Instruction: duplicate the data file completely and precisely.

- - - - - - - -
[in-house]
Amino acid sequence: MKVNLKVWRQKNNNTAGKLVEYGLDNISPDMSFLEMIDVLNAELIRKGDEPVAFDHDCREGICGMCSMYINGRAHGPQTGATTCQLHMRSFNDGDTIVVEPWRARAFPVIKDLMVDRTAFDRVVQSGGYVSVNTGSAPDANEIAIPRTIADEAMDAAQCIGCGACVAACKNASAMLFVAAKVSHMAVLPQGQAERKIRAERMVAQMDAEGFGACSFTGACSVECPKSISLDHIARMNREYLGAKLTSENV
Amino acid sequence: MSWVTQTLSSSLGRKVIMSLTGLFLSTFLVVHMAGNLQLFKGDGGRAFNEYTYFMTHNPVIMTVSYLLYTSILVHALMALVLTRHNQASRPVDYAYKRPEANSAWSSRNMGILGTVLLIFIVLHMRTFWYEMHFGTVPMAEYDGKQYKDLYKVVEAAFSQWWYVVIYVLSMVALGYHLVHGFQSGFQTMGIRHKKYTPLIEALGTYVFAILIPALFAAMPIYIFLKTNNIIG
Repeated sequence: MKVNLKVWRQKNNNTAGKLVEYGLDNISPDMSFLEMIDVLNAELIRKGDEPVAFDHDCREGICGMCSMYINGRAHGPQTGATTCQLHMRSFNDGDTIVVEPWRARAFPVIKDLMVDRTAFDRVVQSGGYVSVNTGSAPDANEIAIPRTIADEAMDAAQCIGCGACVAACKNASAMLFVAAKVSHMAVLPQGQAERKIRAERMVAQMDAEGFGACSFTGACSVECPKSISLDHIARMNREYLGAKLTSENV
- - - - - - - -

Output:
[in-house]
Amino acid sequence: MKVNLKVWRQKNNNTAGKLVEYGLDNISPDMSFLEMIDVLNAELIRKGDEPVAFDHDCREGICGMCSMYINGRAHGPQTGATTCQLHMRSFNDGDTIVVEPWRARAFPVIKDLMVDRTAFDRVVQSGGYVSVNTGSAPDANEIAIPRTIADEAMDAAQCIGCGACVAACKNASAMLFVAAKVSHMAVLPQGQAERKIRAERMVAQMDAEGFGACSFTGACSVECPKSISLDHIARMNREYLGAKLTSENV
Amino acid sequence: MSWVTQTLSSSLGRKVIMSLTGLFLSTFLVVHMAGNLQLFKGDGGRAFNEYTYFMTHNPVIMTVSYLLYTSILVHALMALVLTRHNQASRPVDYAYKRPEANSAWSSRNMGILGTVLLIFIVLHMRTFWYEMHFGTVPMAEYDGKQYKDLYKVVEAAFSQWWYVVIYVLSMVALGYHLVHGFQSGFQTMGIRHKKYTPLIEALGTYVFAILIPALFAAMPIYIFLKTNNIIG
Repeated sequence: MKVNLKVWRQKNNNTAGKLVEYGLDNISPDMSFLEMIDVLNAELIRKGDEPVAFDHDCREGICGMCSMYINGRAHGPQTGATTCQLHMRSFNDGDTIVVEPWRARAFPVIKDLMVDRTAFDRVVQSGGYVSVNTGSAPDANEIAIPRTIADEAMDAAQCIGCGACVAACKNASAMLFVAAKVSHMAVLPQGQAERKIRAERMVAQMDAEGFGACSFTGACSVECPKSISLDHIARMNREYLGAKLTSENV